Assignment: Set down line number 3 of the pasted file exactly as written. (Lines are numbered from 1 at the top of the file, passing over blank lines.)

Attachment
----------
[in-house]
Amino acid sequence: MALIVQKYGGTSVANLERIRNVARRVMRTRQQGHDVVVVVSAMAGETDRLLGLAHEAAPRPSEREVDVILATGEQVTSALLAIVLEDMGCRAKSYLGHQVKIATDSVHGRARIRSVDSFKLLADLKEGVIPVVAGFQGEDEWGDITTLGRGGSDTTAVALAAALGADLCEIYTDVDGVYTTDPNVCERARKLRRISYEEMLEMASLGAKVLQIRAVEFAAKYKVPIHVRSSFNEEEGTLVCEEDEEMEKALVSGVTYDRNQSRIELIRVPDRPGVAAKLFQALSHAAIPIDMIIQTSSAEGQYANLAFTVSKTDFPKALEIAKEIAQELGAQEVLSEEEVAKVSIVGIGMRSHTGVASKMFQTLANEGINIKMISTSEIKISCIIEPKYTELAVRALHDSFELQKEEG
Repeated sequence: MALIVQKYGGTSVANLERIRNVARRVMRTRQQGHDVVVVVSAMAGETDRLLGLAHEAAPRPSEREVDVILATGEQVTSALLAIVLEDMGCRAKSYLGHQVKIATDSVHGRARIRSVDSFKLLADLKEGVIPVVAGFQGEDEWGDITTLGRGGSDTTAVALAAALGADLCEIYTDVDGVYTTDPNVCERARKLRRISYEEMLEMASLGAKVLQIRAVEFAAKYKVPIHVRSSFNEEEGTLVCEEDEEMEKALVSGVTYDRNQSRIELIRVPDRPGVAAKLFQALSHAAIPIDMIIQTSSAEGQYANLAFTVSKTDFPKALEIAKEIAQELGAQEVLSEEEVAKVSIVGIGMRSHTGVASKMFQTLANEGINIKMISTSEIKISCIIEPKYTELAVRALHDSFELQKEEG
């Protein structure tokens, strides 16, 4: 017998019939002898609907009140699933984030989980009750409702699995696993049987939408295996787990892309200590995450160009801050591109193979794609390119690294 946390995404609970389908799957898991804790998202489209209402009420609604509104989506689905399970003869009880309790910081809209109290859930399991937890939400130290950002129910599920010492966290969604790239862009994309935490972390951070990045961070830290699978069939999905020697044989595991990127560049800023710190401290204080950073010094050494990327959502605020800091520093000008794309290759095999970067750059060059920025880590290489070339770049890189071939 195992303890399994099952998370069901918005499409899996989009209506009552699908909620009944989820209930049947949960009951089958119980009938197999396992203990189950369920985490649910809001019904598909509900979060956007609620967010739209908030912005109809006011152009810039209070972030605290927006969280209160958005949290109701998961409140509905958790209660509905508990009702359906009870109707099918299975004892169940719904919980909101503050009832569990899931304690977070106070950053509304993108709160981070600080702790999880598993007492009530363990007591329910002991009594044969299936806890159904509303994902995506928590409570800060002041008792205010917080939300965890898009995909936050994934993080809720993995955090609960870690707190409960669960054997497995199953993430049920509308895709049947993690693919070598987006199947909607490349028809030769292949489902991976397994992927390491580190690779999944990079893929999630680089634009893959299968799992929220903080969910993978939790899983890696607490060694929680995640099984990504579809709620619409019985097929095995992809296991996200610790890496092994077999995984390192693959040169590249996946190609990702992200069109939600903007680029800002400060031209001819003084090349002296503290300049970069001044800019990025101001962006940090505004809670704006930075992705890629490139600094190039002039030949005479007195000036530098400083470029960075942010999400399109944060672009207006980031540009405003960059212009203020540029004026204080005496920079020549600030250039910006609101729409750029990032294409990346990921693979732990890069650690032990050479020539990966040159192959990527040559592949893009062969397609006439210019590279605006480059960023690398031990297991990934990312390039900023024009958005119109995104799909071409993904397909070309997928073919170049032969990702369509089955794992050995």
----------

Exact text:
Repeated sequence: MALIVQKYGGTSVANLERIRNVARRVMRTRQQGHDVVVVVSAMAGETDRLLGLAHEAAPRPSEREVDVILATGEQVTSALLAIVLEDMGCRAKSYLGHQVKIATDSVHGRARIRSVDSFKLLADLKEGVIPVVAGFQGEDEWGDITTLGRGGSDTTAVALAAALGADLCEIYTDVDGVYTTDPNVCERARKLRRISYEEMLEMASLGAKVLQIRAVEFAAKYKVPIHVRSSFNEEEGTLVCEEDEEMEKALVSGVTYDRNQSRIELIRVPDRPGVAAKLFQALSHAAIPIDMIIQTSSAEGQYANLAFTVSKTDFPKALEIAKEIAQELGAQEVLSEEEVAKVSIVGIGMRSHTGVASKMFQTLANEGINIKMISTSEIKISCIIEPKYTELAVRALHDSFELQKEEG